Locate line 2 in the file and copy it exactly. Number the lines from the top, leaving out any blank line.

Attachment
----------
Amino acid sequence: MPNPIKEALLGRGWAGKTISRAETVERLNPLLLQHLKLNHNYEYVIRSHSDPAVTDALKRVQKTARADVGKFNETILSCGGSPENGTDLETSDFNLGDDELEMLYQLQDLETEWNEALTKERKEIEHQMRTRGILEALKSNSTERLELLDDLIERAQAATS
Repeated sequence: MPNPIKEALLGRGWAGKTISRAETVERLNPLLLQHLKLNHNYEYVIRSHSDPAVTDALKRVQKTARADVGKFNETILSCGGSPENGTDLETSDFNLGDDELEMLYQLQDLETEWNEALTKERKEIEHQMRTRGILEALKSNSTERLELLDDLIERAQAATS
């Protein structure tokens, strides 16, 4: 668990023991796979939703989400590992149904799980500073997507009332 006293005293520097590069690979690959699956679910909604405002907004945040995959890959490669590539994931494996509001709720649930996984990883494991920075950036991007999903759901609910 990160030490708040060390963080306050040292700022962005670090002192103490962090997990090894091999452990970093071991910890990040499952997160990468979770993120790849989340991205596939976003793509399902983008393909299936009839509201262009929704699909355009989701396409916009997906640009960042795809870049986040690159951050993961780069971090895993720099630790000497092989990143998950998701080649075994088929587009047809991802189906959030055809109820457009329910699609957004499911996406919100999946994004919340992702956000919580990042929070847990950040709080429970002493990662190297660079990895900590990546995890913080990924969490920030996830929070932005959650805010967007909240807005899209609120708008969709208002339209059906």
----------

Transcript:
Repeated sequence: MPNPIKEALLGRGWAGKTISRAETVERLNPLLLQHLKLNHNYEYVIRSHSDPAVTDALKRVQKTARADVGKFNETILSCGGSPENGTDLETSDFNLGDDELEMLYQLQDLETEWNEALTKERKEIEHQMRTRGILEALKSNSTERLELLDDLIERAQAATS